INSTITUTE FOR SOUTHERN STUDIES
Thursday, June 13
Power company’s massive campaign contributions, other means of influence linked to worsening air quality and nuclear safety risks
DURHAM, N.C. – Utility giant Carolina Power & Light exerts “massive and undue influence” over politics in North Carolina – often resulting in policy decisions that benefit the corporation, but threaten air quality, nuclear safety and consumer accountability in the state. That’s the conclusion of a report released today by the Institute for Southern Studies, a non-profit research center.
Drawing on state election data, public records, personal interviews and news analysis, the report “Power Politics” is the first study to systematically document the ways CP&L – a subsidiary of Fortune 250 corporation Progress Energy – wields its political might.
“From backing powerful politicians to aggressive PR campaigns, CP&L and Progress Energy invest millions of dollars to cultivate influence – and it pays off,” says Jordan Green, the report’s lead author and a research associate at the Durham-based Institute.
“Against that kind of money and power, citizens concerned about code-red air pollution, radioactive disasters, and consumer rights don’t stand much of a chance,” Green adds.
The report details a variety of strategies used by CP&L and Progress Energy to dictate policy in the state, including:
- CP&L and Progress Energy provide generous financial backing to key political figures in both parties and at all levels of government, ranking among the top corporate contributors to North Carolina elected officials. In the last decade alone,
- CP&L/Progress Energy’s PAC gave $603,150 in direct political donations to state officials and candidates – a figure which doesn’t include individual contributions from corporate executives or “soft money” to political parties.
- In the last election, 72 percent of N.C. state senators, and 64 percent of state House members benefited from CP&L campaign backing.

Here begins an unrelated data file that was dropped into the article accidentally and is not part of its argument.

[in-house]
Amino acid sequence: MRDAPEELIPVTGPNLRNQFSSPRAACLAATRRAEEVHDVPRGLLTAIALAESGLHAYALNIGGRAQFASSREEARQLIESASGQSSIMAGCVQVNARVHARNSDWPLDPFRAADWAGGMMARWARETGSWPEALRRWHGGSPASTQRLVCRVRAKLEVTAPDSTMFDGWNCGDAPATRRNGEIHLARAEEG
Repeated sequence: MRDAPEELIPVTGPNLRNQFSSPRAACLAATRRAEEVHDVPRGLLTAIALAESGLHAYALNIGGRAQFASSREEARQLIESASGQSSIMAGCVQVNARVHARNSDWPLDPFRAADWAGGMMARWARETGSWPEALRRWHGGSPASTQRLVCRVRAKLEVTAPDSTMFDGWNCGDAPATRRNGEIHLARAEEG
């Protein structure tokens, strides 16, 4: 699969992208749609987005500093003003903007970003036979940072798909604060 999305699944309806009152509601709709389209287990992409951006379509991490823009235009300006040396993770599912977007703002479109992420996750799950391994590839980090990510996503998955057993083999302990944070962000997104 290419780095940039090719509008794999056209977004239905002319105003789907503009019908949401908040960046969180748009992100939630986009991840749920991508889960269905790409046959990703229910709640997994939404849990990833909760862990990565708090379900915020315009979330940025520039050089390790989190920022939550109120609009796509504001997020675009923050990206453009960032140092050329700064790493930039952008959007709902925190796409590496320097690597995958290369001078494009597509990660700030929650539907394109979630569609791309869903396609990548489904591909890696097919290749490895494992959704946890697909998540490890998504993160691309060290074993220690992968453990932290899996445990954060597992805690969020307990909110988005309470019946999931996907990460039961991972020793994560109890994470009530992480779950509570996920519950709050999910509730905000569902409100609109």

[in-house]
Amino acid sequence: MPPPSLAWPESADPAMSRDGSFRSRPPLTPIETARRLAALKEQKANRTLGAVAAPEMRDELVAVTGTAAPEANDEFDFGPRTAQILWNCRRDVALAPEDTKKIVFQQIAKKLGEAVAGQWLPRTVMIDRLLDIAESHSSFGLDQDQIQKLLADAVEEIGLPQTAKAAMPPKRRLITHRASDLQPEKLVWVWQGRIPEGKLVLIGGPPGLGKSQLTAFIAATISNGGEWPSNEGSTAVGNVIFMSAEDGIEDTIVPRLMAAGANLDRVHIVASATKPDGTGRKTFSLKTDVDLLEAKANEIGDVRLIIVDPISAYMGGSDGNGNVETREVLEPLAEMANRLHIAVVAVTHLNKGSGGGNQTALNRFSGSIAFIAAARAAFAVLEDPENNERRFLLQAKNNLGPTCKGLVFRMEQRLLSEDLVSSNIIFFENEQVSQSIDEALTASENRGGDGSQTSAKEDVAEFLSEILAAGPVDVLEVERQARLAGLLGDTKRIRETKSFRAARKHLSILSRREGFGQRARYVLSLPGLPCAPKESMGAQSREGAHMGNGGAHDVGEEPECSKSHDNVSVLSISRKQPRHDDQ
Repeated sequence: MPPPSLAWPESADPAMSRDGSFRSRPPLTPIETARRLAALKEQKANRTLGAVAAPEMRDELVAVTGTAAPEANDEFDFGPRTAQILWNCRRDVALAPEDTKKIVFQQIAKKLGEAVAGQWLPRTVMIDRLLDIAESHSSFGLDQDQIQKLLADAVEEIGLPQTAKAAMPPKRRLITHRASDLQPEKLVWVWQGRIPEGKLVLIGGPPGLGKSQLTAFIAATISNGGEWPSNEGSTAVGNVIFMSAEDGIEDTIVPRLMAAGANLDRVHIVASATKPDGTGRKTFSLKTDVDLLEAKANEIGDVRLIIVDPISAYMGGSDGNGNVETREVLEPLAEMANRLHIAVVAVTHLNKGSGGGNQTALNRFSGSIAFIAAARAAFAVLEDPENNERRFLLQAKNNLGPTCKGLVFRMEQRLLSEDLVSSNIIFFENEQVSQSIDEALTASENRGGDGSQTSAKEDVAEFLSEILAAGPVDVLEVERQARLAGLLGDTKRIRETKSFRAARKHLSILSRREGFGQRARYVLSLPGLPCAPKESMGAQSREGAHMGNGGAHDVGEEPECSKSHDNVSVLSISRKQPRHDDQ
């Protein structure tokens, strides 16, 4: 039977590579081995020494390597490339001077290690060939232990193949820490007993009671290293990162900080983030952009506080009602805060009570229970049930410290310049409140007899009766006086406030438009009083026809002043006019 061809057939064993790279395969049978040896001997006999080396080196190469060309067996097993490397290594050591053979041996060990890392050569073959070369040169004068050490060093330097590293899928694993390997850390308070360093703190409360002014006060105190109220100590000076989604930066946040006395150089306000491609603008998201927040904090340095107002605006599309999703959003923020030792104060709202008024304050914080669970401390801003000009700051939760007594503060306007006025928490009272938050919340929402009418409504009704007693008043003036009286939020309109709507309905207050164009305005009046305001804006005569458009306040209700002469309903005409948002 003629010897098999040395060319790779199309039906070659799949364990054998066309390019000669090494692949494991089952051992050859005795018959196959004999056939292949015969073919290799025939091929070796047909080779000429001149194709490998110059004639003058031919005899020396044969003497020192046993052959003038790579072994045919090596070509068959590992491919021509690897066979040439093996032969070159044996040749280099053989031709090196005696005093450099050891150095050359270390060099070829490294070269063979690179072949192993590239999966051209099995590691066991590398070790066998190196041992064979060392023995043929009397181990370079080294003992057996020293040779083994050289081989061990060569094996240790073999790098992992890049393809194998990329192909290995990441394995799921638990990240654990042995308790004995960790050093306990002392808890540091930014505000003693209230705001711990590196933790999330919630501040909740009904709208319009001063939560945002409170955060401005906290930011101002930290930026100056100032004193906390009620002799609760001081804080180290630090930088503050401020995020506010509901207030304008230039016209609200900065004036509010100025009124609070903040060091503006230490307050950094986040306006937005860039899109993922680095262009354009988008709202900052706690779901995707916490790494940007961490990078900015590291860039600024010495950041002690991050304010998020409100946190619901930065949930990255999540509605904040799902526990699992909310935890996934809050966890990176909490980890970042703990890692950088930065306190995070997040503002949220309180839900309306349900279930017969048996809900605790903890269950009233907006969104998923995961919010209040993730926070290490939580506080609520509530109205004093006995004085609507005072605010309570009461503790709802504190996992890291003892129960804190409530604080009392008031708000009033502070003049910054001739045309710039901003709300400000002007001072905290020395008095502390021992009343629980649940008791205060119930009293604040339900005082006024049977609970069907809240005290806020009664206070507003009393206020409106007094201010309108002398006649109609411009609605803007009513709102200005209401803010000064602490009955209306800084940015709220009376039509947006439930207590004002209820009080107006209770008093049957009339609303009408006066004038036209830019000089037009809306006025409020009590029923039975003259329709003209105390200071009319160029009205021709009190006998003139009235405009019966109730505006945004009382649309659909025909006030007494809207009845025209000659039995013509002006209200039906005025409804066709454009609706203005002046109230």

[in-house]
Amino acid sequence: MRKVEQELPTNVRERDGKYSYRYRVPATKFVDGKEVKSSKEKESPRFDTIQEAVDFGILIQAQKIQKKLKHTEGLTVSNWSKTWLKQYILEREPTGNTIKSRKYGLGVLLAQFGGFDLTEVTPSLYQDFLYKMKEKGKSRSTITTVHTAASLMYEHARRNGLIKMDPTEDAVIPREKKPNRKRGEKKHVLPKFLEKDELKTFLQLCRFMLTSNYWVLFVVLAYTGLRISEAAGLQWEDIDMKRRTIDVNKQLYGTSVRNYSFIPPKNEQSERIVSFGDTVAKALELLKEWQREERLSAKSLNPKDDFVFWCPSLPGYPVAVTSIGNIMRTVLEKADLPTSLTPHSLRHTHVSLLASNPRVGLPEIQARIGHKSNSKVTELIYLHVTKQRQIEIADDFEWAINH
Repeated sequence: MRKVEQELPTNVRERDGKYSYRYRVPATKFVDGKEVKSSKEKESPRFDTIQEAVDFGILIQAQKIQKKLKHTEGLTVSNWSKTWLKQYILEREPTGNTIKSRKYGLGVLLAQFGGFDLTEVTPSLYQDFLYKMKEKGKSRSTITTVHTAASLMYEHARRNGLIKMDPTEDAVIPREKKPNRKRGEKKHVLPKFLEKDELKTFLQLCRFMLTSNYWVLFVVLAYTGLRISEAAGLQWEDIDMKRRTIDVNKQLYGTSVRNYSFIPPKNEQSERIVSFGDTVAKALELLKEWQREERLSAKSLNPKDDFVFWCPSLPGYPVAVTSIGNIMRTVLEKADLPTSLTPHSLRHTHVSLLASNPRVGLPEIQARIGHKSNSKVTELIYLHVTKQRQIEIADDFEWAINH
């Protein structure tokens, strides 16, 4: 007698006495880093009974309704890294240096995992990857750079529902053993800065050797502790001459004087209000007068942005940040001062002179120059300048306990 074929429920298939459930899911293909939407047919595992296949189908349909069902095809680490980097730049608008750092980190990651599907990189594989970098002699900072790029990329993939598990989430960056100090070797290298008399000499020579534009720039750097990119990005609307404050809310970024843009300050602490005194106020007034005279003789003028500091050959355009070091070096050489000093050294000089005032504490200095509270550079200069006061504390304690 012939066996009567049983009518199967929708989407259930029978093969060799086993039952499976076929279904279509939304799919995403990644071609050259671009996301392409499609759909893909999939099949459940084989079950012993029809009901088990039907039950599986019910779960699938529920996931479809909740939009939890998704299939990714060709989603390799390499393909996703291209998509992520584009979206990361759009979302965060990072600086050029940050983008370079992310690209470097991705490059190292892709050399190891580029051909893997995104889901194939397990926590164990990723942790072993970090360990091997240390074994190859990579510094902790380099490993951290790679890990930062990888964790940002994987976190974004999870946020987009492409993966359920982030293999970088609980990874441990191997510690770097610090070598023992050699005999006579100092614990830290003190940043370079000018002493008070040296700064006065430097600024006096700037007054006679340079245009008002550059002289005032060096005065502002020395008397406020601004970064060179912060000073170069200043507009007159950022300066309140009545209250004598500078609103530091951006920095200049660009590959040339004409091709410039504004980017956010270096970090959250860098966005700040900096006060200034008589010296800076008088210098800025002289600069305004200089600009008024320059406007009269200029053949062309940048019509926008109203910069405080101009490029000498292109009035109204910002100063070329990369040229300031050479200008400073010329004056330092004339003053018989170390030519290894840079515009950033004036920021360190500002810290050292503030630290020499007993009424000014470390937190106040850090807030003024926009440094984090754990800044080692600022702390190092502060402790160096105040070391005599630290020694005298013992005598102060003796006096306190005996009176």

- CP&L employs a small army of powerful political operatives, including the state’s top-ranked lobbyist, Zeb Alley, as well as a revolving door of political officials, to sway policy to their advantage.
- In 2001, the Progress Energy Foundation dispensed $7.6 million in charitable contributions – part of what The Business Journal calls the companies’ “strategic philanthropy” in the state.
- Each year, CP&L and Progress Energy spend millions of dollars on aggressive advertising and PR campaigns – estimated by one source at over $20 million a year – even though the companies have a guaranteed market due to electricity regulation.
The pay-off for this investment, the report charges, is “undue influence” in shaping state politics and a stifling of criticism of corporate practices. The study examines three cases where CP&L and Progress Energy’s inordinate sway have resulted in policies contrary to the public interest – air quality, nuclear safety, and consumer accountability:
- As evidence mounts of a growing public health crisis from smog and other air pollutants, the report documents how CP&L pressured the N.C. Environmental Management Commission to water-down air quality standards in 2000, with support from CP&L-backed Gov. Jim Hunt.
- With federal officials naming nuclear facilities as high risks for terrorist attacks, CP&L’s train shipments and stockpiling of high-level nuclear waste at its Shearon Harris plant have come under citizen scrutiny. Yet state and national political figures like Rep. David Price – whose top corporate backer is CP&L – have declined to support local officials who are calling for open hearings on the public health risks.
- CP&L and parent Progress Energy have played politics with energy deregulation – on one hand funding a secret “front group” to lobby to preserve their regulated market, decried “as shameful conduct” by a Republican spokesman, and on the other pressuring the North Carolina Utilities Commission to approve Progress Energy’s transformation into an Enron-like “holding company” to exploit deregulated markets, lowering accountability to consumers.
“Right now in Washington, elected leaders are conducting hearings on how energy giants like Enron manipulated politics to the detriment of the public,” says report co-author Chris Kromm, who notes that Progress Energy recently hired former Enron executive Joseph Hirl.
“I hope our state officials have the same courage to investigate the overwhelming – and corrosive – influence CP&L and Progress Energy have in North Carolina politics,” Kromm adds.
Founded in 1970, the Institute for Southern Studies is a non-partisan research and education center that studies the politics, economics and culture of the region. It also publishes Southern Exposure, a quarterly journal and past winner of the National Magazine Award and George Polk Award.
For free media copies of “Power Politics,” please contact Jordan Green at 919-419-8311 x31 or firstname.lastname@example.org. Public copies of “Power Politics” are available for $15 for Institute members and $30 for non-members at ISS Reports, P.O. Box 531, Durham, NC 27702.